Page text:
India v New Zealand, 1st Test, Kanpur, 2nd day September 23, 2016

How a brief shower became a long delay

While leeway has to be made for the drainage conditions in Kanpur, the ground staff, too, did not show alacrity in covering the surface once the downpour began © BCCI

A day after India made grand celebrations of their 500th Test, there were potentially embarrassing scenes of the ground staff just standing on the covers in the bright sunshine and not knowing what to do. An hour-long spell of rain, which began as a fine drizzle for the first 10 minutes and was an even finer drizzle in the last 10 minutes, ended up washing out the final session. It began to drizzle just as the players walked off for tea at 2.10pm, and the ground staff was out on the covers at 3.10pm. At an inspection at 3.50pm, the umpires asked the curator how long it would take to get the ground ready. When he asked for another hour and a quarter, the day's play was called off.

These two teams have been witness to much worse in their recent Tests in the West Indies and South Africa, but the spectators were left wondering why the ground staff didn't even try to get the covers off in a hurry. On the surface the whole process looked really inefficient and amateurish, not to mention inexperienced.

However, leeway has to be made for the facts of this case too. Green Park is an old ground owned by the government so there can't be any structural improvements made to its drainage. At least the BCCI can't do it. The ground staff, BCCI's employees, were now left with the task of getting the covers off the field without spilling any water onto the ground. They have two super soppers but decided against using it because according to them there was just too much water on the covers.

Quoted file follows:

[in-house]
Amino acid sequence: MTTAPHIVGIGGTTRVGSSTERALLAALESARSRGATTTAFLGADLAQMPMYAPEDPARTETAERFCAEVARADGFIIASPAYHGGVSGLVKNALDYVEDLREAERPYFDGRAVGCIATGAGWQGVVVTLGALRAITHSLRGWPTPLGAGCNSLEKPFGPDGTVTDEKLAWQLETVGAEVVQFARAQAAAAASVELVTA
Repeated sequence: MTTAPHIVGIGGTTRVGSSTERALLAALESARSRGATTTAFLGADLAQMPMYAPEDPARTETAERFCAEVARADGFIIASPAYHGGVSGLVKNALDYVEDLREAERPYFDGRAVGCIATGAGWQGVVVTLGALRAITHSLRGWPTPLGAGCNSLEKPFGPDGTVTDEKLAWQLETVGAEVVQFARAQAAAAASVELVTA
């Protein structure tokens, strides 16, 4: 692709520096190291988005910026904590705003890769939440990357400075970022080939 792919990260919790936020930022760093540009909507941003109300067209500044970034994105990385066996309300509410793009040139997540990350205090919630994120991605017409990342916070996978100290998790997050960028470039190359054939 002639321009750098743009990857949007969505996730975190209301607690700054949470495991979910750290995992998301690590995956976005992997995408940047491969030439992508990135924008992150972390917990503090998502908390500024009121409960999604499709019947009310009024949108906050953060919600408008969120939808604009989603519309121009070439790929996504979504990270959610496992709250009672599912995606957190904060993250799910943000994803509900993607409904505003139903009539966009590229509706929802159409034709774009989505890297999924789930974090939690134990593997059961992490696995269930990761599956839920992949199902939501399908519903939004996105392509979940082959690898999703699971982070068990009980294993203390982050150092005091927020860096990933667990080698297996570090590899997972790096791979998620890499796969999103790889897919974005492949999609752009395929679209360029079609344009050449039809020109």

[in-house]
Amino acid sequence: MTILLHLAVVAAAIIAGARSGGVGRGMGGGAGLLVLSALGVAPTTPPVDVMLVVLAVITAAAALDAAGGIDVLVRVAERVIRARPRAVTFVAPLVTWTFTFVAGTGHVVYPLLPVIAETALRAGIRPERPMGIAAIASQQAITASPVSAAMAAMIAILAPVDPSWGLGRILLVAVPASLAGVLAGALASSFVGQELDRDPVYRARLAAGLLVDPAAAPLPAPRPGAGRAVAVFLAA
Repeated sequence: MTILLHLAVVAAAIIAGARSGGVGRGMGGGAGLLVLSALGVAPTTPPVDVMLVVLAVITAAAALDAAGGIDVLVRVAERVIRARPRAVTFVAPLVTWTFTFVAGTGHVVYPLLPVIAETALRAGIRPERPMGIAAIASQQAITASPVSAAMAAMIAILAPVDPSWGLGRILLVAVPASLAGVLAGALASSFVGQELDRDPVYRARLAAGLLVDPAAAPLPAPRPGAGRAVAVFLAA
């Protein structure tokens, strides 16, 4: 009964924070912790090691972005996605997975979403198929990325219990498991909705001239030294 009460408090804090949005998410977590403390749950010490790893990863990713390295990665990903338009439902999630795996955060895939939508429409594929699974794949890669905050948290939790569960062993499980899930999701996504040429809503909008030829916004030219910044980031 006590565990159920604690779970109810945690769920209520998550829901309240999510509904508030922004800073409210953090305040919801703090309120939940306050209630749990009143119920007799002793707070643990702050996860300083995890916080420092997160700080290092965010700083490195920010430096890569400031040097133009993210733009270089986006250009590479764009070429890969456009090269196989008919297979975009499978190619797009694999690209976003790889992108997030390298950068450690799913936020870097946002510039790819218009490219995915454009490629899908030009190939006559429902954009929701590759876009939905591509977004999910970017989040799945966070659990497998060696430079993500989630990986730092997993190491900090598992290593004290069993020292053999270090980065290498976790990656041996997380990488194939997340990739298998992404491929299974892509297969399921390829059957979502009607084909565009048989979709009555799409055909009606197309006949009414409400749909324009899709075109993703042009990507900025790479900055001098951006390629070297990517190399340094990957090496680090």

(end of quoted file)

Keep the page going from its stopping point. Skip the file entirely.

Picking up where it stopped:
The big drawback was the LED advertising boards about five metres behind the rope. The boundary triangles proved to be a hindrance too. Had they been able to use the 30 metres behind the boundary boards without having to skip over the foam triangles, they would have been able to throw off the water much faster. One member of the ground staff said they tried to get it done, but couldn't. They didn't make any guarantees they would have been able to make play possible, but admitted the process would have been much faster had the advertising boards been removed.

With things standing as they did, the ground staff had to take extreme caution because spillage on this ground with no drainage underneath could have resulted in substantial loss of play on the third day. That doesn't absolve them of the lack of alacrity in getting the covers on - it took them 15 minutes to get them on, and when it was pouring they were still readjusting the covers. At one point, once the rain had stopped, some groundsmen stood with covers in their hands and nothing to do for close to 10 minutes.

While there can be leeway given for no play after tea, there cannot be any for the fact that even 20 minutes after the play was called off, there was no announcement made to the effect. The big screens showed just the score, and the crowd still kept waiting in the stands, braving the heat after having somehow sat through the rain. It was only when the commentators came on to the field for their post-play analysis that they decided to leave. A day after the 500th Test celebrations, when the BCCI should have renewed its commitment to the fans who have made the journey possible, they remained last on the priority list.

Sidharth Monga is an assistant editor at ESPNcricinfo